Ever wonder what that goofy query in the header means?5
March 8, 2016 by Kenneth Fisher
It’s T-SQL Tuesday time again (Number 76!) and this month we are hosted by Bob Pusateri (b/t) who has invited us to talk about Text. Text. What an interesting subject. So much of our jobs is all about searching for and manipulating text.
When I started this blog a friend of mine suggested I write a really complicated query as a header. Now I’m not sure how complicated it really is, but I find it fairly amusing, and the whole point of it is to manipulate some text to generate a different set of text. So this seems like a good time to go through it and explain what’s going on.
Jumping right in with the CTE (Common Table Expression) at the top
WITH ToLearn AS ( SELECT row_number() OVER (ORDER BY keyword) AS RowNumber, * FROM sys.dm_fts_parser('FORMSOF(INFLECTIONAL , ''study'')',1033,0,0) )
There is actually quite a bit going on in this part. First we are pulling data from the system function sys.dm_fts_parser. This function is the equivelent of running a full text query on a string. In this particular case we are using the FORMSOF predicate with the INFLECTIONAL type to pull the different forms of the word study. The row_number() function is to order the results and let us pull a specific entry.
Next let’s look at the bottom of the query.
FROM ToLearn WHERE RowNumber = 2
This bit’s pretty simple. We are querying from the CTE and only want to pull the second row (as ordered by the ROW_NUMBER above). In this case it pulls the row containing the word studies.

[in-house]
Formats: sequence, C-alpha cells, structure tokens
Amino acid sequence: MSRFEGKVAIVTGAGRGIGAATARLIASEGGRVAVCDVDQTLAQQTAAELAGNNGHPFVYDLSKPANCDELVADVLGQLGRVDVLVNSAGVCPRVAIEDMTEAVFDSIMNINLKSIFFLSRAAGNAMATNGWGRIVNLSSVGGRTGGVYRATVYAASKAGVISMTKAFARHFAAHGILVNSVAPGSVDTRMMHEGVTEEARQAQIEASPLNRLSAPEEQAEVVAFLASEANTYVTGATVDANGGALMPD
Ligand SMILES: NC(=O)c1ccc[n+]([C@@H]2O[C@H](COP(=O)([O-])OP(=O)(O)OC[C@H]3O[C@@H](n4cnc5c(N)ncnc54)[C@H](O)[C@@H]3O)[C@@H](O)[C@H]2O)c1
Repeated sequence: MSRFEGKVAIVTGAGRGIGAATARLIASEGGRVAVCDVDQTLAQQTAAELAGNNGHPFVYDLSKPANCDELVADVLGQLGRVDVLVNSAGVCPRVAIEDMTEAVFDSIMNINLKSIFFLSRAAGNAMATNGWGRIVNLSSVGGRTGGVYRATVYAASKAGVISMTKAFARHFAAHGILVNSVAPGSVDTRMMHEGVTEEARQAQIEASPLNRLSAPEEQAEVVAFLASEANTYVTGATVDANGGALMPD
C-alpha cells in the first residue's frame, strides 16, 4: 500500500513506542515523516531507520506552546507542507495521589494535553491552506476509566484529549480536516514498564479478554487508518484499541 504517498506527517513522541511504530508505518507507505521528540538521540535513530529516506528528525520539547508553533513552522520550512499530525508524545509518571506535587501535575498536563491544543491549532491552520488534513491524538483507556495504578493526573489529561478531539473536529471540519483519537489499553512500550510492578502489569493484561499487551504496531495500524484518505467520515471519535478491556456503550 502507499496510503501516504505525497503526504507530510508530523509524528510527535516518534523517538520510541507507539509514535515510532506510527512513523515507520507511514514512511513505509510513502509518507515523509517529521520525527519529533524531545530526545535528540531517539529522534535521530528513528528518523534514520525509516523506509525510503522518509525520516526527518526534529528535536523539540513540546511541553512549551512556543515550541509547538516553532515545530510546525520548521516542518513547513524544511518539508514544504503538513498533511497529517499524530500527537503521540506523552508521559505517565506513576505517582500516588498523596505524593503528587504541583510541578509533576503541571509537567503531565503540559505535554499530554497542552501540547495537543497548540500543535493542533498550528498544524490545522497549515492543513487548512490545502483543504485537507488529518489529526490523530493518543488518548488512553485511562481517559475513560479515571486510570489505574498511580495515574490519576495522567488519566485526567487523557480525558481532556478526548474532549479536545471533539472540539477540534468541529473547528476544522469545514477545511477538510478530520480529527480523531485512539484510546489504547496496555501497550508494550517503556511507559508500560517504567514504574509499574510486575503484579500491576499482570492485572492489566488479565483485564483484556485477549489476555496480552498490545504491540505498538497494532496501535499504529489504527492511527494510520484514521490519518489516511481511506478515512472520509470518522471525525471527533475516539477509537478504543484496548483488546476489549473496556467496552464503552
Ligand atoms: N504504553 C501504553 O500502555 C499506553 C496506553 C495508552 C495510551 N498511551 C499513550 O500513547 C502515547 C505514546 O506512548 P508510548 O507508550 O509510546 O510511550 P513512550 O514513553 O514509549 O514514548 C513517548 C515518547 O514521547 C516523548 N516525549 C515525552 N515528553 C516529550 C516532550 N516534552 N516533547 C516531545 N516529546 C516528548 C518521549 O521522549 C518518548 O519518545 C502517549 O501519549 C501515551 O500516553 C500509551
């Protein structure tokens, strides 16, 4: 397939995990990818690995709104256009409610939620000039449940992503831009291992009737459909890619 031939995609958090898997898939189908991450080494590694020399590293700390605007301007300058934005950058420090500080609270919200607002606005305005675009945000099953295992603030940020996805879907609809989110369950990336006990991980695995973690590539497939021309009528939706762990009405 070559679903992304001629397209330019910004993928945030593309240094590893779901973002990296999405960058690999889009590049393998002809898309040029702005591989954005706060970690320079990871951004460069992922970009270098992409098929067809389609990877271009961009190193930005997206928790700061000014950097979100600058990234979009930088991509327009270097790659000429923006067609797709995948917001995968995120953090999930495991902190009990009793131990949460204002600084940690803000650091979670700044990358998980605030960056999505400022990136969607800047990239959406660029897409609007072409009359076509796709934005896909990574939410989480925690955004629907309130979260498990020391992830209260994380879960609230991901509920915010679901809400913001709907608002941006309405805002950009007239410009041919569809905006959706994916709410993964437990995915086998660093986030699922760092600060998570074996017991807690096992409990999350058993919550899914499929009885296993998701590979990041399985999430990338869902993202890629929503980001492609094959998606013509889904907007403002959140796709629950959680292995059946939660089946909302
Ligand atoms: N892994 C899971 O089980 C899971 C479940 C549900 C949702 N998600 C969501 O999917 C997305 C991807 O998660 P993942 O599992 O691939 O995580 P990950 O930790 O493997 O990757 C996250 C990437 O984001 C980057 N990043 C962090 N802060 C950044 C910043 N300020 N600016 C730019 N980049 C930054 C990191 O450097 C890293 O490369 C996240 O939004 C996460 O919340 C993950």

Last but not least we construct the final string.
SELECT LEFT(STUFF(@@VERSION,2,8,'y'),14) + UPPER(LEFT(display_term,1)) + SUBSTRING(display_term,2,20) + CHAR(46)
The last line is again pretty simple. CHAR just returns the character code for an ASCII value. And 46 translates to a period.
The two lines in the middle use LEFT, SUBSTRING and UPPER to put the display_term in proper case. (First letter upper case.)
And last but not least we use my favorite text function STUFF to remove a piece (eight characters long, starting at the second character) of the contents of the @@VERSION system variable (which contains, you guessed it, the version of SQL Server that’s being run) and replace it with a y. Then we use the LEFT function to pull the first 14 characters of what’s left. (<- See what I did there?)
So has anyone figured out what the result is?
My SQL Server Studies.
This query was really just me messing around and I have to admit part of has wondered if anyone ever bothered to try to figure what it produces. Either way, now you know. And if nothing else it’s a nice cross section of various ways T-SQL can be used to manipulate text.
Category: Blogging, Microsoft SQL Server, SQLServerPedia Syndication, T-SQL Tuesday | Tags: microsoft sql server, strings, T-SQL Tuesday
5 thoughts on “Ever wonder what that goofy query in the header means?”
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Hi Kenneth, once again thanks for your always concise and interesting articles. To answer your question, a number of years ago I was curious and worked out the header at the time. Keep up your great work.
Thanks! Glad you liked it. Hope you had fun when working out the header. I tried to use as many functions as I could without repeating any.
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